Purveyor of Truth
Having observed Donald J. Trump during the GOP debates, watched the endless stream of Trump media exposure, and read numerous long form journalism accounts, it is almost impossible to not arrive at the conclusion he is unfit to be president of our democratic republic. Escaping the realization Trump demonstrates many characteristics of narcissism, misogyny, xenophobia, extreme nationalism, bigotry, authoritarianism, and disregard for the rule of law is only possible if one willfully ignores that which is in plain sight, and glaringly so.
For the self proclaimed party of limited government and maximum liberty it would seem reasonable as well as rational that the GOP, especially the Tea Party folks, would refuse to support a candidate that may very well, as the following The New York Times article points out, threaten the rule of law on which this nation was founded. But it has become increasingly more obvious that the GOP and the Tea Party is by far more interested in something else, returning to the old order of things pre 1965. Trump rep[resents the strong arm strongman they believe can and will do exactly that.
WASHINGTON — Donald J. Trump’s blustery attacks on the press, complaints about the judicial system and bold claims of presidential power collectively sketch out a constitutional worldview that shows contempt for the First Amendment, the separation of powers and the rule of law, legal experts across the political spectrum say.
Even as much of the Republican political establishment lines up behind its presumptive nominee, many conservative and libertarian legal scholars warn that electing Mr. Trump is a recipe for a constitutional crisis.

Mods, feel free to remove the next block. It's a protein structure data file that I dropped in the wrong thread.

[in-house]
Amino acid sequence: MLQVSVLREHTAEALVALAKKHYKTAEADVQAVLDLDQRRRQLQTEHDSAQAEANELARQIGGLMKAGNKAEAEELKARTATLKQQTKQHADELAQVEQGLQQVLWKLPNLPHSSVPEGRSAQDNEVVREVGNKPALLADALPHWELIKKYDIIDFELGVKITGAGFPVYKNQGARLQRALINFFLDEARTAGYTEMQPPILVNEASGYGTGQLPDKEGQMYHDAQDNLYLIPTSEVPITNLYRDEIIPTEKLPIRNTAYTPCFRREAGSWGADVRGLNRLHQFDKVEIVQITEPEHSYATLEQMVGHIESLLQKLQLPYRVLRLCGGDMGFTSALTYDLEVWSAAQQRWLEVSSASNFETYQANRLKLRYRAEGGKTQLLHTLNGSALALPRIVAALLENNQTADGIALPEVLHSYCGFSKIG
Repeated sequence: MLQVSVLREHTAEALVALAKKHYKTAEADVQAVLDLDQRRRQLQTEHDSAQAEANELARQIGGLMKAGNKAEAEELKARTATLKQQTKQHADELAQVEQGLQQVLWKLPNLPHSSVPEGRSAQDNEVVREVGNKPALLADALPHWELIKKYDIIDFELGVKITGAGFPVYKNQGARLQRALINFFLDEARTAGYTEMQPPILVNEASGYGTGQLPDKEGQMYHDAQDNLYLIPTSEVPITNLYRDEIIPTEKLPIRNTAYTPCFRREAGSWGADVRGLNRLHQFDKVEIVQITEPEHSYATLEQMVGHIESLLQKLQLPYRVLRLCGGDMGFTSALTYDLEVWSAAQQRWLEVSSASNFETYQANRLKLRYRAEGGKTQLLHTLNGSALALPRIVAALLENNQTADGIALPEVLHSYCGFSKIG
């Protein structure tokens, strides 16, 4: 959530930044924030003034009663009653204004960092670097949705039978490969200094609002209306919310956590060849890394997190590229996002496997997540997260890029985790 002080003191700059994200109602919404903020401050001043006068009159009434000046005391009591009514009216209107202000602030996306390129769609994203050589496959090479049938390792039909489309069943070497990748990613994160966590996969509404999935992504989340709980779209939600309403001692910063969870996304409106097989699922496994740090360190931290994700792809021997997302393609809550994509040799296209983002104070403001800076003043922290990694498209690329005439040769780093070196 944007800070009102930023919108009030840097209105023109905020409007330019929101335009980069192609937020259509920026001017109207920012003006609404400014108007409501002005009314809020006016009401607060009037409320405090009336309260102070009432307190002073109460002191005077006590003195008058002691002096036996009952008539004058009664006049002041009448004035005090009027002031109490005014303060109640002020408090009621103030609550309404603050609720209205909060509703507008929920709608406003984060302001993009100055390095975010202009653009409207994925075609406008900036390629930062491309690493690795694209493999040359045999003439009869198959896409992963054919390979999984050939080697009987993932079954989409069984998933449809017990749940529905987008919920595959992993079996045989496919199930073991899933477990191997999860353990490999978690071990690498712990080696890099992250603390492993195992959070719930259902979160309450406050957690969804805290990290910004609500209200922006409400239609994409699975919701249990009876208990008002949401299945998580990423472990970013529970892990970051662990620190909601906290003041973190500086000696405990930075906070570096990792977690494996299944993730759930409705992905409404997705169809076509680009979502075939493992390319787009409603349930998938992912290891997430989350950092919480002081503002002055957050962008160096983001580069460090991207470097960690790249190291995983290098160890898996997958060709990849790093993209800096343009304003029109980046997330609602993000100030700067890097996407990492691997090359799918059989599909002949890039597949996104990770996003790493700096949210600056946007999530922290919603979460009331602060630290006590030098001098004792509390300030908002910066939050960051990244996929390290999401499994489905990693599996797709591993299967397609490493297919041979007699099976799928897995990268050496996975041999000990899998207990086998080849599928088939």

“Who knows what Donald Trump with a pen and phone would do?” asked Ilya Shapiro, a lawyer with the libertarian Cato Institute.
With five months to go before Election Day, Mr. Trump has already said he would “loosen” libel laws to make it easier to sue news organizations. He has threatened to sic federal regulators on his critics. He has encouraged rough treatment of demonstrators.
His proposal to bar Muslims from entry into the country tests the Constitution’s guarantees of religious freedom, due process and equal protection.
And, in what was a tipping point for some, he attacked Judge Gonzalo P. Curiel of the Federal District Court in San Diego, who is overseeing two class actions against Trump University.
Mr. Trump accused the judge of bias, falsely said he was Mexican and seemed to issue a threat.
“They ought to look into Judge Curiel, because what Judge Curiel is doing is a total disgrace,” Mr. Trump said. “O.K.? But we will come back in November. Wouldn’t that be wild if I am president and come back and do a civil case?”
David Post, a retired law professor who now writes for the Volokh Conspiracy, a conservative-leaning law blog, said those comments had crossed a line.
“This is how authoritarianism starts, with a president who does not respect the judiciary,” Mr. Post said. “You can criticize the judicial system, you can criticize individual cases, you can criticize individual judges. But the president has to be clear that the law is the law and that he enforces the law. That is his constitutional obligation.”
To Trump advocates we can only say caveat emptor.
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